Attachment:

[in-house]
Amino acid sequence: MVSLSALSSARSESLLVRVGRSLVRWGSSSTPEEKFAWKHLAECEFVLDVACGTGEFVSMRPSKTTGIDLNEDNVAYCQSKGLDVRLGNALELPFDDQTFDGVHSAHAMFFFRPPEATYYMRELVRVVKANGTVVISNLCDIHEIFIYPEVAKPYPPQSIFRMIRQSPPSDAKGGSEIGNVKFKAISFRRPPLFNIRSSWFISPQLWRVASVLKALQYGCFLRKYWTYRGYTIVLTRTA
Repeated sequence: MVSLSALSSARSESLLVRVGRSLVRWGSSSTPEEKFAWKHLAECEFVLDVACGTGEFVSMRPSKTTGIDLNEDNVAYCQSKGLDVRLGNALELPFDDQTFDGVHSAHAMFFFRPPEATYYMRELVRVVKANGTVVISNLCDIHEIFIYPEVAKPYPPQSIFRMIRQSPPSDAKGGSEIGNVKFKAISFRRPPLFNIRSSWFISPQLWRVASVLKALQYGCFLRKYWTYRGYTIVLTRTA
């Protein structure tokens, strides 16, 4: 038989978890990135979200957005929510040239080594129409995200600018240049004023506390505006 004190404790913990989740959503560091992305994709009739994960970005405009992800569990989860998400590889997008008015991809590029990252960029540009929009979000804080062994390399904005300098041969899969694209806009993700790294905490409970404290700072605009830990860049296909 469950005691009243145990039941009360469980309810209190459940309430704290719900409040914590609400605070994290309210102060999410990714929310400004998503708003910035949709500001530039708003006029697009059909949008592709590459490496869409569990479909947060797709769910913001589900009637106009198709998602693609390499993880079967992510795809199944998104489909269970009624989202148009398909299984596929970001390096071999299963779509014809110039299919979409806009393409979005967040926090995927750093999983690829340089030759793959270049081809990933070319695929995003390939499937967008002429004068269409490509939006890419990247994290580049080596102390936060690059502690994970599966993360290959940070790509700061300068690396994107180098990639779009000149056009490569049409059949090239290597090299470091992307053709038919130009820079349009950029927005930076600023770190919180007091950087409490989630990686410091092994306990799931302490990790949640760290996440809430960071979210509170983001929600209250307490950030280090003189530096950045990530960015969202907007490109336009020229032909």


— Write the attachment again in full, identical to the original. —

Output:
[in-house]
Amino acid sequence: MVSLSALSSARSESLLVRVGRSLVRWGSSSTPEEKFAWKHLAECEFVLDVACGTGEFVSMRPSKTTGIDLNEDNVAYCQSKGLDVRLGNALELPFDDQTFDGVHSAHAMFFFRPPEATYYMRELVRVVKANGTVVISNLCDIHEIFIYPEVAKPYPPQSIFRMIRQSPPSDAKGGSEIGNVKFKAISFRRPPLFNIRSSWFISPQLWRVASVLKALQYGCFLRKYWTYRGYTIVLTRTA
Repeated sequence: MVSLSALSSARSESLLVRVGRSLVRWGSSSTPEEKFAWKHLAECEFVLDVACGTGEFVSMRPSKTTGIDLNEDNVAYCQSKGLDVRLGNALELPFDDQTFDGVHSAHAMFFFRPPEATYYMRELVRVVKANGTVVISNLCDIHEIFIYPEVAKPYPPQSIFRMIRQSPPSDAKGGSEIGNVKFKAISFRRPPLFNIRSSWFISPQLWRVASVLKALQYGCFLRKYWTYRGYTIVLTRTA
């Protein structure tokens, strides 16, 4: 038989978890990135979200957005929510040239080594129409995200600018240049004023506390505006 004190404790913990989740959503560091992305994709009739994960970005405009992800569990989860998400590889997008008015991809590029990252960029540009929009979000804080062994390399904005300098041969899969694209806009993700790294905490409970404290700072605009830990860049296909 469950005691009243145990039941009360469980309810209190459940309430704290719900409040914590609400605070994290309210102060999410990714929310400004998503708003910035949709500001530039708003006029697009059909949008592709590459490496869409569990479909947060797709769910913001589900009637106009198709998602693609390499993880079967992510795809199944998104489909269970009624989202148009398909299984596929970001390096071999299963779509014809110039299919979409806009393409979005967040926090995927750093999983690829340089030759793959270049081809990933070319695929995003390939499937967008002429004068269409490509939006890419990247994290580049080596102390936060690059502690994970599966993360290959940070790509700061300068690396994107180098990639779009000149056009490569049409059949090239290597090299470091992307053709038919130009820079349009950029927005930076600023770190919180007091950087409490989630990686410091092994306990799931302490990790949640760290996440809430960071979210509170983001929600209250307490950030280090003189530096950045990530960015969202907007490109336009020229032909």